Channel Seven was aware athletes would be largely snubbed from the Commonwealth Games closing ceremony despite claiming to have been as shocked by the decision as the millions who watched it, it has emerged.
The network stoked anger among viewers with an attack on the Games organising committee and host broadcaster after a torrent of Twitter abuse throughout last night's event.
The athletes entered Carrara Stadium before the television broadcast and were rarely shown to TV audiences as they stood in darkness on the fringe of the stage.
There were reports many began leaving the venue less than an hour into the event, which also featured long, rambling speeches from politicians and dignitaries.
After unhappy viewers expressed their disgust on social media, Channel Seven presenters Johanna Griggs and Basil Zempilas gave an impassioned defence of the network, saying it was not responsible for not broadcasting footage of the athletes.
Griggs said: "People are thinking that Channel Seven has chosen not to show pictures of athletes or not to show the athletes flag bearer Kurt Fearnley and other flag bearers from other nations coming in.
"We are the Australian rights holder so we can only show the pictures that are provided by the actual host broadcasters — they made the decision not to have the athletes enter the stadium, they made the decision not to show the flagbearers and I'm furious."
That led sentiment to swing back in favour of Channel Seven who reportedly paid $40 million to be the Games' television rights holder and the channel continued to push this line on its morning shows today.
However, it is standard practice for a minute-by-minute rundown to be made available to those who will be covering the ceremonies — sometimes 48 hours in advance — and this practice was followed by Gold Coast 2018 Commonwealth Games Corporation (GOLDOC).
Prior to the Gold Coast closing ceremony all rights holders, including Channel Seven, were given a minute-by-minute briefing on Saturday morning detailing how the closing ceremony would unfold — complete with a 34-page media guide.
The guide makes no mention of athletes marching in as part of the ceremony. Organisers confirmed Channel Seven had a number of representatives at that briefing.
Chairman of the organising committee, Peter Beattie, this morning admitted it was a mistake on the part of GOLDOC not to include the athletes as part of the ceremony.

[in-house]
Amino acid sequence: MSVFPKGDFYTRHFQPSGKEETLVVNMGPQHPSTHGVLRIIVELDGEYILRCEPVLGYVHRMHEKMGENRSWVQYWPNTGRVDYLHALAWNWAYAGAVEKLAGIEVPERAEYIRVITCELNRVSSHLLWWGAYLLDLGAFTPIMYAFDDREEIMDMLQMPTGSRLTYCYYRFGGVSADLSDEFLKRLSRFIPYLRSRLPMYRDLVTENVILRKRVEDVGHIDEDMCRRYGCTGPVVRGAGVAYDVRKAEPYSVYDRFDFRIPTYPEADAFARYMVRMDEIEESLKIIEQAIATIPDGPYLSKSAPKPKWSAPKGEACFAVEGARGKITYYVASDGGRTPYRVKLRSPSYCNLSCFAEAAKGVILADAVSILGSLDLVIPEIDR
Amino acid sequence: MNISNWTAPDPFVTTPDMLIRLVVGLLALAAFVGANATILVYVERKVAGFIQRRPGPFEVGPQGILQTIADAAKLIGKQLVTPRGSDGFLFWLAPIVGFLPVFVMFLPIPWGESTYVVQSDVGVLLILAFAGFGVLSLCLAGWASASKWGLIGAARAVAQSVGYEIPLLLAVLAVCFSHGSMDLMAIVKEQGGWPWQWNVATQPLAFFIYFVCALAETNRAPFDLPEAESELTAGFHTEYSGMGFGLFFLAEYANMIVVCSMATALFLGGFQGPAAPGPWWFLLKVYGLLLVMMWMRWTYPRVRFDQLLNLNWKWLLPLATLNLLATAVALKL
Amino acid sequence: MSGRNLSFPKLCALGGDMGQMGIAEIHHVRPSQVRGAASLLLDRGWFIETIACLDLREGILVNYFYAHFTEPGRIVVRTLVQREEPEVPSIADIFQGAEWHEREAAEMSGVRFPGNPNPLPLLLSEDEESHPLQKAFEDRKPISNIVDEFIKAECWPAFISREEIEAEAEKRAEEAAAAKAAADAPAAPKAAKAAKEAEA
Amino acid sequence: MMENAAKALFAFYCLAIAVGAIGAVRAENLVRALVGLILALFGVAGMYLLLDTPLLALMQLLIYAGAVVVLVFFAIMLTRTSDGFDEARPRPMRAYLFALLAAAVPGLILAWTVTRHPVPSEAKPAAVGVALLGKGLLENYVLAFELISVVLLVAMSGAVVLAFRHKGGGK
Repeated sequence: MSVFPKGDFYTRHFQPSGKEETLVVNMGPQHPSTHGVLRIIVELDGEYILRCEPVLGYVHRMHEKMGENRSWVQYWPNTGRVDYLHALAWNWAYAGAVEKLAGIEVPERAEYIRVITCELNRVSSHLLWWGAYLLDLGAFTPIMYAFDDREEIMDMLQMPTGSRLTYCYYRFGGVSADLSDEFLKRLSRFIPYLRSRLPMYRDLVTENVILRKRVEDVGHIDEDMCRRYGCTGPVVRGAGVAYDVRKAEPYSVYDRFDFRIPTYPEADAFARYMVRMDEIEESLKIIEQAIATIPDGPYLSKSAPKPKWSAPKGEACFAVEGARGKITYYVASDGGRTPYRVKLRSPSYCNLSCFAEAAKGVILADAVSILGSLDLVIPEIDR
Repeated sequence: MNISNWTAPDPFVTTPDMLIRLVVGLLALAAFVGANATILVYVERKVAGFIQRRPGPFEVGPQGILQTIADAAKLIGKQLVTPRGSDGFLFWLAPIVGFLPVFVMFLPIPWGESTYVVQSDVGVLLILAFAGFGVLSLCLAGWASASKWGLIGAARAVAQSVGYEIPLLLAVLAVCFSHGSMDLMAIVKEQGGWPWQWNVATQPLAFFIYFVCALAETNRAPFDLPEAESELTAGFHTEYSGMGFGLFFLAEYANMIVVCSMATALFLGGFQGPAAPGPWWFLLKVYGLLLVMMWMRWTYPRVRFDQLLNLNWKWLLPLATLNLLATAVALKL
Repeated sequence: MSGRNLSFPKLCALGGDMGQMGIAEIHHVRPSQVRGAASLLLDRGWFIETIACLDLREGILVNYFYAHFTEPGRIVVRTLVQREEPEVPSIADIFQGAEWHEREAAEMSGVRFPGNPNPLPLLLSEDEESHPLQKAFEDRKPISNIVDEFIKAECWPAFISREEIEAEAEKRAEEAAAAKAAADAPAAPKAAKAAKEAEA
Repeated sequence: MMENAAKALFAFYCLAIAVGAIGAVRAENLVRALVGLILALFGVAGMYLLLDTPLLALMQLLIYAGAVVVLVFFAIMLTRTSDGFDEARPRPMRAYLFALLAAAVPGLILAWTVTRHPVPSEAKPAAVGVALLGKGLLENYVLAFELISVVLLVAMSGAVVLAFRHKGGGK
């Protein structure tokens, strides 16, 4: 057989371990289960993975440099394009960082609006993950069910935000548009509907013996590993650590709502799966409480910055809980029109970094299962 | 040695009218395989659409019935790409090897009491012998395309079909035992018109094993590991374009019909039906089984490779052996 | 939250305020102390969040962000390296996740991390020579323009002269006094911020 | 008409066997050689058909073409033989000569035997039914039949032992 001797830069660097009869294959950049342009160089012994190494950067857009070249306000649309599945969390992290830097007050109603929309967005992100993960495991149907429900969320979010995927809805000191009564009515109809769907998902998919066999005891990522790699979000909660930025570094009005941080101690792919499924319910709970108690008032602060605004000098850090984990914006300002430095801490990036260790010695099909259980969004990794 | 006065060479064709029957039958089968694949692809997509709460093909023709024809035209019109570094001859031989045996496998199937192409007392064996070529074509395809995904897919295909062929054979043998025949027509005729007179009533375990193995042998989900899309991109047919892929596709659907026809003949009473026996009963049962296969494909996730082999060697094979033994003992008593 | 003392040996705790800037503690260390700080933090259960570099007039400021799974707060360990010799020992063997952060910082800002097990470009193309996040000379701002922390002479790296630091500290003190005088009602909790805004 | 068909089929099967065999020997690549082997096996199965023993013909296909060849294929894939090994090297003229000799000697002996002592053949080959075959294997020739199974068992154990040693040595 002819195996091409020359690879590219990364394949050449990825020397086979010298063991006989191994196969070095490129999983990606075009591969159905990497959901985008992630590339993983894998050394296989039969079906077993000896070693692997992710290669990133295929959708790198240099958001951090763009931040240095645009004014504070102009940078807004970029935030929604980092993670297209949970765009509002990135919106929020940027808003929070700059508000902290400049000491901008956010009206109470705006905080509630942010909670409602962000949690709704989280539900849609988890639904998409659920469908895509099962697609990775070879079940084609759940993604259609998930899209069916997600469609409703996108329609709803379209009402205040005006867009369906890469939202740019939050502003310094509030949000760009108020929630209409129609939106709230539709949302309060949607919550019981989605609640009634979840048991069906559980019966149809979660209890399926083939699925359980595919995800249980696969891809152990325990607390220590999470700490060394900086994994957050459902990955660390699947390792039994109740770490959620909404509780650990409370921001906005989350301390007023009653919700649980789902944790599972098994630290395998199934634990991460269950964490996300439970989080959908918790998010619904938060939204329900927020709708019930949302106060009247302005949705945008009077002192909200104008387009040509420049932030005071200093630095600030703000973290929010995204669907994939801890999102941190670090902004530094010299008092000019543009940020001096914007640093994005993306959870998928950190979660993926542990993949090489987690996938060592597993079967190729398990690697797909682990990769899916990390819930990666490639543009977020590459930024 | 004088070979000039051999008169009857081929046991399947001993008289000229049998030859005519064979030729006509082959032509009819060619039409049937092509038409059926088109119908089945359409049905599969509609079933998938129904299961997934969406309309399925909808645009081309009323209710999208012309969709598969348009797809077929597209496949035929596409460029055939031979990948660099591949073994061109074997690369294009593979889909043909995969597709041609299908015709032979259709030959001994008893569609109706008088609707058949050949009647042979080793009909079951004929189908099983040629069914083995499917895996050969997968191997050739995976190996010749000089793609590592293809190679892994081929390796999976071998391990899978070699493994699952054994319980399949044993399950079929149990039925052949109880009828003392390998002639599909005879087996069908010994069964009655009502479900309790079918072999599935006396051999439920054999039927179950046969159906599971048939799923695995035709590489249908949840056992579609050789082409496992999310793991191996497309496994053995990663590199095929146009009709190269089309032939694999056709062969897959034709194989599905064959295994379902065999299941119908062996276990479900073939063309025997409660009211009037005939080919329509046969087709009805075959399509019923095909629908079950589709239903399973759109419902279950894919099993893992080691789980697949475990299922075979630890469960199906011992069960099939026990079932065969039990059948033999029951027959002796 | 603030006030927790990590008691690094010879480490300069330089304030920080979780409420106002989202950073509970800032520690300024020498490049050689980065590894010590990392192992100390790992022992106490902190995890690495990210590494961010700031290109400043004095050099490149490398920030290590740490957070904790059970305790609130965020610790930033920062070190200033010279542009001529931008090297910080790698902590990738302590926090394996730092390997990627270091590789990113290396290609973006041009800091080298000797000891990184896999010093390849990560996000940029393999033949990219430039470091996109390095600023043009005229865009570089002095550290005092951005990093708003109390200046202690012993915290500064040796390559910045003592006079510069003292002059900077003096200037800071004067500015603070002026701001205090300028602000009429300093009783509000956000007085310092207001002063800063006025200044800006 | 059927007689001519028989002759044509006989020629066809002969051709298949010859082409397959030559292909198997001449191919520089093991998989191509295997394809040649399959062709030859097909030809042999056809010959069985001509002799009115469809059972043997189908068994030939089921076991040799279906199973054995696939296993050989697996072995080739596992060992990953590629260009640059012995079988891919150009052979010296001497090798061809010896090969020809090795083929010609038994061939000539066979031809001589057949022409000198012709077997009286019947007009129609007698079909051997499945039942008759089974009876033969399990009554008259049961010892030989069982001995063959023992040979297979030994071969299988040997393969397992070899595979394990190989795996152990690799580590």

But a former Olympic and Commonwealth Games ceremony organiser suggested Channel Seven, an experienced major-event rights holder, could have influenced the plan for the ceremony or broadcast the athletes entering the stadium.
Ric Birch, who was head of ceremonies for the Sydney 2000 Olympic Games and the 1982 Brisbane Commonwealth Games, said: "I'm certainly surprised that Seven did not raise the issue of the athletes' entrance prior to the closing ceremony.
"Back in the day of Sydney 2000, Dick Ebersol of the NBC network was able to overturn the host city agreement and the IOC Charter by insisting that the athletes not be permitted to be in the stadium watching the ceremony prior to the Parade of Athletes.
"If NBC could change the IOC's policies, I'm sure that Seven could have prevailed upon the GC2018 Organising Committee and the host broadcaster."
As a rights holder is entitled to do, Channel Seven had a camera in-field to film the arrival of the Australian team and flagbearer Kurt Fearnley.
It was also free to start its coverage earlier than the ceremony's designated start time and play its own exclusive footage of the team arriving to the cheer of the crowd but aired an episode of MKR (My Kitchen Rules) instead.
It also chose not to mention any of this detail before the ceremony began or at any time during it but only after the official coverage had ended and Twitter had gone into a #ClosingCeremony meltdown.
Channel 7 has declined to comment.
Dancer 'astounded' athletes' arrival not shown
A dancer in the closing ceremony said she was shocked viewers at home did not see athletes and flag-bearers entering the stadium as she and hundreds of others thought they were on air.
Simmone Bernetzke said she was completely surprised when a friend told her the athletes arriving to the stadium was not shown on screen.
"I was astounded, I honestly thought she was joking," Ms Bernetzke said.
"I was one of hundreds of dancers and we had the most exhilarating experience and I'm gutted that Australia missed out on it," she said.
"We got cued in in our earpieces and told '10 minutes to air, five minutes to air, two minutes to air okay, we're on air' and then the athletes were cued in.
"It was a rocking moment and the entire stadium roared … the athletes were sent in and the cameras were there, they were tested in rehearsal, we saw it on the big screen.
"When I found out this morning that people didn't see the entrance I was mortified."
Ms Bernetzke said Channel Seven have "passed the buck" after being critical about the ceremony on air and organising committee chairman Peter Beattie apologising this morning
"I don't get why you're apologising Mr Beattie, because to be really honest you don't know what's going on behind the scenes of television production.
"The crew that were responsible for creating the ceremonies did a phenomenal job.
"They have years of experience … and Channel Seven had a responsibility to carry the entire presentation of the Games from whoa to go."
"They were responsible for getting it right and if you can't get the athletes right what are you doing taking on the project?"